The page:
Friday, September 25, 2009

Pictures of POWCOR's 1st Roadtrip!

Hello All!

As you all know, our 5k walk (and if you want to run, you can!) is coming up on October 31st. Since this is our 1st annual walk, we are working to make it as successful as possible. We began looking for other pancreatic cancer 5k walks, and we found one in Long Island, New York last weekend (9/20/09)! We figured it would be a great if we went to walk for the cure, as well as find great ways to make our 5k a success as well. It ended up being a GREAT experience, and we brought our "entourage" to show the support! From the great DJ to the positive vibes, and the TONS of people walking, we've become more motivated than ever. Please take a look at our pictures and SPREAD the word. We're here to stand up to pancreatic cancer so spread the word about POWCOR - A Cause You Can't Ignore! Thanks to everyone for all of your support to this point. This would not be possible without any of you.

Monday, September 14, 2009

R.I.P. Patrick Swayze


EL SEGUNDO, CA – (September 14, 2009) – The Pancreatic Cancer Action Network (, the only national organization creating hope in a comprehensive way through research, patient support, community outreach and advocacy for a cure is mourning the loss of legendary actor Patrick Swayze. His diagnosis shocked fans around the world in early 2008 and his subsequent battle put a spotlight on pancreatic cancer, the fourth leading cause of cancer death in the United States. Swayze is the latest celebrity to succumb to this deadly disease, others before him include: Chuck Daly, Randy Pausch, Luciano Pavarotti, Michael Landon, Donna Reed, Juliet Prowse, Joan Crawford and Jack Benny among others.

“On behalf of the Pancreatic Cancer Action Network, I would like to offer my condolences to his wife, Lisa and the entire Swayze family,” said Julie Fleshman, President and CEO. “For nearly two years he was beating the odds stacked against him and his brave, public battle was a beacon of hope for the pancreatic cancer community. The Pancreatic Cancer Action Network will continue to advance research, support patients and create hope in his memory.”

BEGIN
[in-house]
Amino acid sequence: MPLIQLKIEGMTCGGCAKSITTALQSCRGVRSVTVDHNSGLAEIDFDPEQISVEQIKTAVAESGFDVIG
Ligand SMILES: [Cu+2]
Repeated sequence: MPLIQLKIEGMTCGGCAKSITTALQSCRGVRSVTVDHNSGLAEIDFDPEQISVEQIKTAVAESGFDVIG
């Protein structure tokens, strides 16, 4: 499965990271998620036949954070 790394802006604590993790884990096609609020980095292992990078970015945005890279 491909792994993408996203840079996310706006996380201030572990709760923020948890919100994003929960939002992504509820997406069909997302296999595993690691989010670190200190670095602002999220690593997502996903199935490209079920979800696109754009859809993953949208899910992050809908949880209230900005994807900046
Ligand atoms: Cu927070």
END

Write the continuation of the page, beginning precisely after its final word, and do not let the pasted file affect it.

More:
Pancreatic cancer is the most lethal cancer in the United States with a five-year survival rate of only 5 percent. This year over 42,000 people will be diagnosed with the disease and over 35,000 will die. Despite the statistics, pancreatic cancer is the most under-funded among leading cancer killers with less than 2 percent of the National Cancer Institute’s annual research budget—a figure far too low given the severity of the disease.

In January 2009, the pancreatic cancer community took an important step forward of increased federal research funding for pancreatic cancer by developing the first-ever substantive pancreatic cancer legislation introduced in the U.S. Congress. The Pancreatic Cancer Research and Education Act (H.R. 745), which was introduced by U.S. Representatives Anna Eshoo (D-CA) and Ginny Brown-Waite (R-FL), proposes comprehensive research initiatives and programs that would facilitate finding a cure for pancreatic cancer. Once enacted and fully funded, this legislation will create a more targeted approach to fighting pancreatic cancer and provide scientists with the resources necessary to make significant advances.

To learn more about the Pancreatic Cancer Action Network, visit

POWCOR 5K Walk- Register Now!!

Friday, September 11, 2009

Comprehensive Genetic Blueprints Revealed For Lethal Pancreatic, Brain Cancers

The complete genetic blueprint for lethal pancreatic cancer and brain cancer was deciphered by a team at the Johns Hopkins Kimmel Cancer Center.

The studies, led by the same group who completed maps of the breast cancer and colorectal cancer genomes in 2007, are reported in two articles in the Sept. 5, 2008, issue of Science Express.

Believed to be the most comprehensive result to date for any tumor type, the new map evaluated mutations in virtually all known human protein-encoding genes, comprised of more than 20,000 genes, in 24 pancreatic cancers and 22 brain cancers.

A core set of regulatory gene processes and pathways, about a dozen for each tumor type, were found to be altered in the majority of tumors studied by the researchers. In pancreatic cancer, these 12 pathways, including those linked to DNA damage control, cell maturation, and tumor invasion, were altered in 67 percent to 100 percent of tumors.